8. ^ a b c d e f g h Inkhavilay, Khamla; Siriboon, Thanit; Sutcharit, Chirasak; Rowson, Ben; Panha, Somsak (2016-05-16). "The first revision of the carnivorous land snail family Streptaxidae in Laos, with description of three new species (Pulmonata, Stylommatophora, Streptaxidae)". ZooKeys. 589: 23–53. doi:10.3897/zookeys.589.7933. ISSN 1313-2970. PMC 4926661. Retrieved 2017-11-02.
  9. ^ Sang, Do Duc; Do Duc, Sang (2017). "Checklist of the genus Perrottetia Kobelt, 1905 (Pulmonata: Streptaxidae) of Vietnam, with description of a new species". Folia Malacologica. 25 (2): 95–100. doi:10.12657/folmal.025.009. Retrieved 2017-11-02.
  10. ^ a b Bouchet, Philippe; Rocroi, Jean-Pierre; Frýda, Jiri; Hausdorf, Bernard; Ponder, Winston; Valdés, Ángel & Warén, Anders (2005). "Classification and nomenclator of gastropod families". Malacologia. Hackenheim, Germany: ConchBooks. 47 (1–2): 1–397. ISBN 3-925919-72-4. ISSN 0076-2997.
  11. ^ Schileyko A. A. (2000). "Treatise on recent terrestrial pulmonate molluscs: Rhytididae; Chlamydephoridae; Systrophiidae; Haplotrematidae; Streptaxidae; Spiraxidae; Oleacinidae; Testacellidae". Ruthenica Supplement 2 Part 6: 731–880.
  12. ^ Bourguignat J. R. (1883) Annales des Sciences Naturelles, Zoologie, serie 6, 15, Art. 2: page 74.
  13. ^ Schileyko A. A. (2000). "Treatise on recent terrestrial pulmonate molluscs: Rhytididae, Chlamydephoridae, Systrophiidae, Haplotrematidae, Streptaxidae, Spiraxidae, Oleacinidae, Testacellidae". Ruthenica, Suppl. 2, Part 6: 731-880. page 828.
  14. ^ Schileyko A. A. (2000). "Treatise on recent terrestrial pulmonate molluscs: Rhytididae, Chlamydephoridae, Systrophiidae, Haplotrematidae, Streptaxidae, Spiraxidae, Oleacinidae, Testacellidae". Ruthenica, Suppl. 2, Part 6: 731-880. page 830.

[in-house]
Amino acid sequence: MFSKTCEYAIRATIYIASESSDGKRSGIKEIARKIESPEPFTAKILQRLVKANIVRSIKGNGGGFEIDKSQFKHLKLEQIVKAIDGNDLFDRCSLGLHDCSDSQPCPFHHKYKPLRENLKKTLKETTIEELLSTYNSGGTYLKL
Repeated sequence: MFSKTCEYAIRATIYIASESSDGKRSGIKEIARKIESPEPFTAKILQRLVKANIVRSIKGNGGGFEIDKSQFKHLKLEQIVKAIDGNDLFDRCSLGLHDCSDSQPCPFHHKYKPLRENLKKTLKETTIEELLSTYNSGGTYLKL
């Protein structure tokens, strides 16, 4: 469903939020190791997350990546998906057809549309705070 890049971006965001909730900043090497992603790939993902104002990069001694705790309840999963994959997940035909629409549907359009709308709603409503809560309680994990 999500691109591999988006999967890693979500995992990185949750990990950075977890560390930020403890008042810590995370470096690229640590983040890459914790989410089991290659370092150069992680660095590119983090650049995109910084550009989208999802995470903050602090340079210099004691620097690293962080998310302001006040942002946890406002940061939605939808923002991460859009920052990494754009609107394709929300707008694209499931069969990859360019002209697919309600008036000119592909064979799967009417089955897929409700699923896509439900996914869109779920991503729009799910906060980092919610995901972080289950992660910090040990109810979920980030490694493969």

15. ^ Germain (1921) Faune malacologique terrestre et fluviatile des iles Mascareignes: 415, 461.
  16. ^ Pilsbry H. A. (1919) Bulletin of the American Museum of Natural History 40: 180.
  17. ^ Wenz W. v. (1947) "Zur Taxonomie der Euthyneura". Archiv für Molluskenkunde 76(1): 336.
  18. ^ Dance S. P. (1972). "Bruggennea n.gen., proposed for Recent streptaxids from Borneo (Gastropoda, Streptaxidae)". Archiv für Molluskenkunde 102: 131-132.
  19. ^ Bequaert J. & Clench W. J. (1936). "Studies of African land and fresh-water mollusks. Notes on Gonaxis Taylor, with description of a new species". Journal of Conchology London, 20: 263-273.
  20. ^ Rowson B. & Tattersfield P. (2013). "Revision of Dadagulella gen. nov., the “Gulella radius group” (Gastropoda: Streptaxidae) of the eastern Afrotropics, including six new species and three new subspecies". European Journal of Taxonomy 37: 1-46. doi:10.5852/ejt.2013.37.
  21. ^ Gerlach J. (2001). "Conturbatia, a new genus of Streptaxidae (Mollusca, Gastropoda, Pulmonata)". Zoosystematics and Evolution 77(2): 297-302. doi:10.1002/mmnz.20010770213.
  22. ^ Emberton K. C. (2002). "Parvedentulina and edentate Gulella of Madagascar (Gastropoda: Stylommatophora: Streptaxidae)". Archiv für Molluskenkunde 131(1/2): 67-165. abstract.

Further reading[edit]

  • Zilch A. (1961). "Die Typen und Typoide des Natur-Museums Senckenberg 24: Mollusca, Streptaxidae". Archiv für Molluskenkunde 90: 79-120.

External links[edit]